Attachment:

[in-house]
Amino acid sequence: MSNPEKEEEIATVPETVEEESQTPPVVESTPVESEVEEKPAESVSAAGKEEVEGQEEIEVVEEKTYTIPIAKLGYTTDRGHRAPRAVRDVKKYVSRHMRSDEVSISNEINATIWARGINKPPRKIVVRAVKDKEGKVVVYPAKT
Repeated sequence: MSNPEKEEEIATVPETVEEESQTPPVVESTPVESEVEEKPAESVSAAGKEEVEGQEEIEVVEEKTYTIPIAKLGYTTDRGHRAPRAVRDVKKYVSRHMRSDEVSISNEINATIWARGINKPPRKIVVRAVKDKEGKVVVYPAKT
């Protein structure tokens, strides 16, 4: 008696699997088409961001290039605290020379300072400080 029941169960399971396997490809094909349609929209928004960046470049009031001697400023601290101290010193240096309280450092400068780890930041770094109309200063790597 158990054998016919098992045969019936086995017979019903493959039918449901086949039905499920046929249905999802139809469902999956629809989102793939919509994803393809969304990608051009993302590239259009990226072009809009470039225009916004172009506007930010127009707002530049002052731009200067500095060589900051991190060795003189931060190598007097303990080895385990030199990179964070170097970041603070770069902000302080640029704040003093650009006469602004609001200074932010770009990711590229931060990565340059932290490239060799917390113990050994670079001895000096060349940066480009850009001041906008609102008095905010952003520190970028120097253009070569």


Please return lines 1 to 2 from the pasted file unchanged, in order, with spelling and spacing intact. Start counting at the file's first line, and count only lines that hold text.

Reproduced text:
[in-house]
Amino acid sequence: MSNPEKEEEIATVPETVEEESQTPPVVESTPVESEVEEKPAESVSAAGKEEVEGQEEIEVVEEKTYTIPIAKLGYTTDRGHRAPRAVRDVKKYVSRHMRSDEVSISNEINATIWARGINKPPRKIVVRAVKDKEGKVVVYPAKT